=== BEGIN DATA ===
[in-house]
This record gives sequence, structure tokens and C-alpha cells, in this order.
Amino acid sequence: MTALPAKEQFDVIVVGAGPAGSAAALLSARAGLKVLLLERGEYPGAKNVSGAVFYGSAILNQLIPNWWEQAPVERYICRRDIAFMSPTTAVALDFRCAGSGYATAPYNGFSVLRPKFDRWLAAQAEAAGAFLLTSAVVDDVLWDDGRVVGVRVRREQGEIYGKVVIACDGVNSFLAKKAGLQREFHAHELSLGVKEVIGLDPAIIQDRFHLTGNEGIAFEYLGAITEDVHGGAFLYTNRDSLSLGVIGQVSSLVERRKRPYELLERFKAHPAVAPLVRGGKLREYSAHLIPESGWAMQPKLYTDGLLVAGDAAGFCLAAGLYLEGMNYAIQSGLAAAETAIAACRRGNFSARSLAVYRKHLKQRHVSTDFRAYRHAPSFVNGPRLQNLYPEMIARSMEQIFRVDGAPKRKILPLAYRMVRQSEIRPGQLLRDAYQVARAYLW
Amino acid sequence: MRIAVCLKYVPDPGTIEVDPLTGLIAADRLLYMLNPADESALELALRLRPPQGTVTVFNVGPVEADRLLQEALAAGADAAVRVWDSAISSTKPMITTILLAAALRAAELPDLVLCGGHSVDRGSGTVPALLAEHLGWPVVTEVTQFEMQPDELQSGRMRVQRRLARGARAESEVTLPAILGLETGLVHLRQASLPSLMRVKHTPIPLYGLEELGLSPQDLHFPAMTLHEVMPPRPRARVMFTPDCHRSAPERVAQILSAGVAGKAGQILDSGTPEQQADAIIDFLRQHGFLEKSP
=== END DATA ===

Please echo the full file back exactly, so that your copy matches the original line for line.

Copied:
[in-house]
This record gives sequence, structure tokens and C-alpha cells, in this order.
Amino acid sequence: MTALPAKEQFDVIVVGAGPAGSAAALLSARAGLKVLLLERGEYPGAKNVSGAVFYGSAILNQLIPNWWEQAPVERYICRRDIAFMSPTTAVALDFRCAGSGYATAPYNGFSVLRPKFDRWLAAQAEAAGAFLLTSAVVDDVLWDDGRVVGVRVRREQGEIYGKVVIACDGVNSFLAKKAGLQREFHAHELSLGVKEVIGLDPAIIQDRFHLTGNEGIAFEYLGAITEDVHGGAFLYTNRDSLSLGVIGQVSSLVERRKRPYELLERFKAHPAVAPLVRGGKLREYSAHLIPESGWAMQPKLYTDGLLVAGDAAGFCLAAGLYLEGMNYAIQSGLAAAETAIAACRRGNFSARSLAVYRKHLKQRHVSTDFRAYRHAPSFVNGPRLQNLYPEMIARSMEQIFRVDGAPKRKILPLAYRMVRQSEIRPGQLLRDAYQVARAYLW
Amino acid sequence: MRIAVCLKYVPDPGTIEVDPLTGLIAADRLLYMLNPADESALELALRLRPPQGTVTVFNVGPVEADRLLQEALAAGADAAVRVWDSAISSTKPMITTILLAAALRAAELPDLVLCGGHSVDRGSGTVPALLAEHLGWPVVTEVTQFEMQPDELQSGRMRVQRRLARGARAESEVTLPAILGLETGLVHLRQASLPSLMRVKHTPIPLYGLEELGLSPQDLHFPAMTLHEVMPPRPRARVMFTPDCHRSAPERVAQILSAGVAGKAGQILDSGTPEQQADAIIDFLRQHGFLEKSP